Simon Newell Young Investigator of the Year Award
This annual award recongises excellence in paediatric research. It's jointly funded by the RCPCH, GOSH charity and Sparks (now part of the GOSH charity family).
The award is named in memory of Dr Simon Newell, a renowned and widely respected neonatologist and paediatrician who had a passion to encourage the next generation of paediatric clinicians and researchers. Simon made an enormous contribution to neonatal medicine across the UK and was a great advocate for paediatric health. The award is offered to recognise an outstanding young medically qualified researcher in British paediatrics.
The winner is awarded the Sparks trophy, £1,000 prize money for themselves and £1,000 prize money for their department to buy equipment and cover other expenses such as consumables connected with their research.
This year the Simon Newell award goes to Dr Francesco Saverio Tedesco.
You can read more about Dr Tedesco's work and why he was selected for the award on the Sparks charity website.
John Lorber (1915-1996) was a Professor of Paediatrics at the University of Sheffield. He made major contributions to the field of medical ethics, childhood tuberculosis and neural tube defects. The Lorber prize was established in his memory by his wife, and is awarded to the author of the best article on any subject related to paediatrics published or accepted for publication within the previous year.
This prize is open to medical practitioners who are registered in the UK and working in pre-consultant grades at the time the relevant scientific paper is accepted for publication. The winner receives £200 prize money.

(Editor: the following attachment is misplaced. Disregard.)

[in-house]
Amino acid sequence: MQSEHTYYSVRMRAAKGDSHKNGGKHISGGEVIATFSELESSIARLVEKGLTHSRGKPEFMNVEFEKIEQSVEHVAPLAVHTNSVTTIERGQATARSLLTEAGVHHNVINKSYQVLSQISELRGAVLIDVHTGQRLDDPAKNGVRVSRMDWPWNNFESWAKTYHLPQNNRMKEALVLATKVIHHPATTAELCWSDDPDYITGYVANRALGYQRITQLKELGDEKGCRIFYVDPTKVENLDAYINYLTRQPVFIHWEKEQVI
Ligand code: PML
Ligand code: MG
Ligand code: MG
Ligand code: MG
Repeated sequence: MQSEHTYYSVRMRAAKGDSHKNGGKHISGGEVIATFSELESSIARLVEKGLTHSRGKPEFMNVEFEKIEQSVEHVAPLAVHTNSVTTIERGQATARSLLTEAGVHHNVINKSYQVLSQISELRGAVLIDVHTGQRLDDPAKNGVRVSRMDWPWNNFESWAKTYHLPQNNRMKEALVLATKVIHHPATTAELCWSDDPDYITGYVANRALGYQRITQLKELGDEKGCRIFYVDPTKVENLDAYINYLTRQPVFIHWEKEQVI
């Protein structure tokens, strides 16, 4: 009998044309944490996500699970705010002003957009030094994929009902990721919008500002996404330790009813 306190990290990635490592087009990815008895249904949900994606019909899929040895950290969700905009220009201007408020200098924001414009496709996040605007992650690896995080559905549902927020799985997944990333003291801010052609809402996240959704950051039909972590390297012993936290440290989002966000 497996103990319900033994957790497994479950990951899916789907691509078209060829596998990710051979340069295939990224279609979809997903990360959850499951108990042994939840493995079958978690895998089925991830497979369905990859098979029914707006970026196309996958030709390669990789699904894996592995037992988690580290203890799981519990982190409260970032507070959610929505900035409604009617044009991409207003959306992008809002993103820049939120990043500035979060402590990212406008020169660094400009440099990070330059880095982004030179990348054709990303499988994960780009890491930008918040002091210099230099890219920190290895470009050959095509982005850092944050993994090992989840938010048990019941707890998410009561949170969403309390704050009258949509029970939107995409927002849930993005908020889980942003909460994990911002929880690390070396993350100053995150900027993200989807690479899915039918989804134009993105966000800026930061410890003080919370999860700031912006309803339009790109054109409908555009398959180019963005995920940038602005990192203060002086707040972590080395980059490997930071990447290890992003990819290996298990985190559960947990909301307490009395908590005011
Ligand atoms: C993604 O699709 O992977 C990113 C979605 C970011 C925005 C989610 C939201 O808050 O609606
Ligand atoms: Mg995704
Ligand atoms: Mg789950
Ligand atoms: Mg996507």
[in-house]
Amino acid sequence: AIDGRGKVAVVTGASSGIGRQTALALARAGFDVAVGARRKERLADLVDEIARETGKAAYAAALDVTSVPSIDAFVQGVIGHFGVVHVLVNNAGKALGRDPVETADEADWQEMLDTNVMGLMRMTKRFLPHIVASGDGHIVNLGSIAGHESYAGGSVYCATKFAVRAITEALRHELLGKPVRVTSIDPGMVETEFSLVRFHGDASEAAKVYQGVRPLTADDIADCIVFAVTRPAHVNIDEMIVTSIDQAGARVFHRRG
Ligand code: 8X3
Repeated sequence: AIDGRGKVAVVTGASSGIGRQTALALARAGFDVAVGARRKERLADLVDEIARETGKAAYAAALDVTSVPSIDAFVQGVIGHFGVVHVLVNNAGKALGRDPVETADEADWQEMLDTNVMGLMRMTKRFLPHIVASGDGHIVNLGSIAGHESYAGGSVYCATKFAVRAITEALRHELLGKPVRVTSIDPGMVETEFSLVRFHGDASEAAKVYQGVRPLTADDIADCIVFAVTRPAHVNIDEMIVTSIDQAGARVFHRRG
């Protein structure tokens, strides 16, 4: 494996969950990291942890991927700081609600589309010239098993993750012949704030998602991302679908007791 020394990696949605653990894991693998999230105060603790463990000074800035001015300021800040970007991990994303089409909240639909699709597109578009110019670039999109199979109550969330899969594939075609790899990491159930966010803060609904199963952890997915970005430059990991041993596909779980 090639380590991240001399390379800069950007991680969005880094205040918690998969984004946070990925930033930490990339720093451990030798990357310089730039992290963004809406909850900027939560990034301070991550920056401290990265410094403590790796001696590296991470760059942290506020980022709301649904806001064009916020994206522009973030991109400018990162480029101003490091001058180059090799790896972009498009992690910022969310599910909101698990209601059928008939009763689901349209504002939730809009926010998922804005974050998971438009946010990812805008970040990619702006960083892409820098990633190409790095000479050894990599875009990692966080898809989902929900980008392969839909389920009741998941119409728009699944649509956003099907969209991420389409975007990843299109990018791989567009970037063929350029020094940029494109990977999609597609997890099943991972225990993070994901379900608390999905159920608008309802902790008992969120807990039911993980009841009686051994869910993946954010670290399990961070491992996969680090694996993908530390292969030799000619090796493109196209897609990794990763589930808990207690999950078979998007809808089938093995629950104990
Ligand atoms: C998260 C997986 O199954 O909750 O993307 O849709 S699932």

This year the prize has been awarded jointly to:
- Dr Sunil Bhopal for the paper ‘The contribution of childhood adversity to cortisol measures of early life stress amongst infants in rural India: Findings from the early life stress substudy of the SPRING cluster randomised controlled trial (SPRING-ELS)’
- Dr Shuko Joseph for the paper ‘Fractures and Linear Growth in a Nationwide Cohort of Boys With Duchenne Muscular Dystrophy With and Without Glucocorticoid Treatment’
RCPCH-NIHR PIER Award
For its first year, the PIER (Paediatric Involvement and Engagement in Research) Award recognises significant contributions to excellent patient engagement for NIHR Clinical Research Network Portfolio studies. The prize is designed to recognise the multidisciplinary research teams who make outstanding contributions to involving paediatric patients and families in the development and delivery of research.
This year the prize has been awarded to the Cleft Collective Speech and Language Study, including:
- Dr Yvonne Wren
- Professor Jonathan Sandy
- Kerry Humphries
- Anna Martindale
We would like to congratulate and thank each of the winners for their outstanding research work within paediatrics.
We will begin accepting applications for the 2021 research awards in July 2020.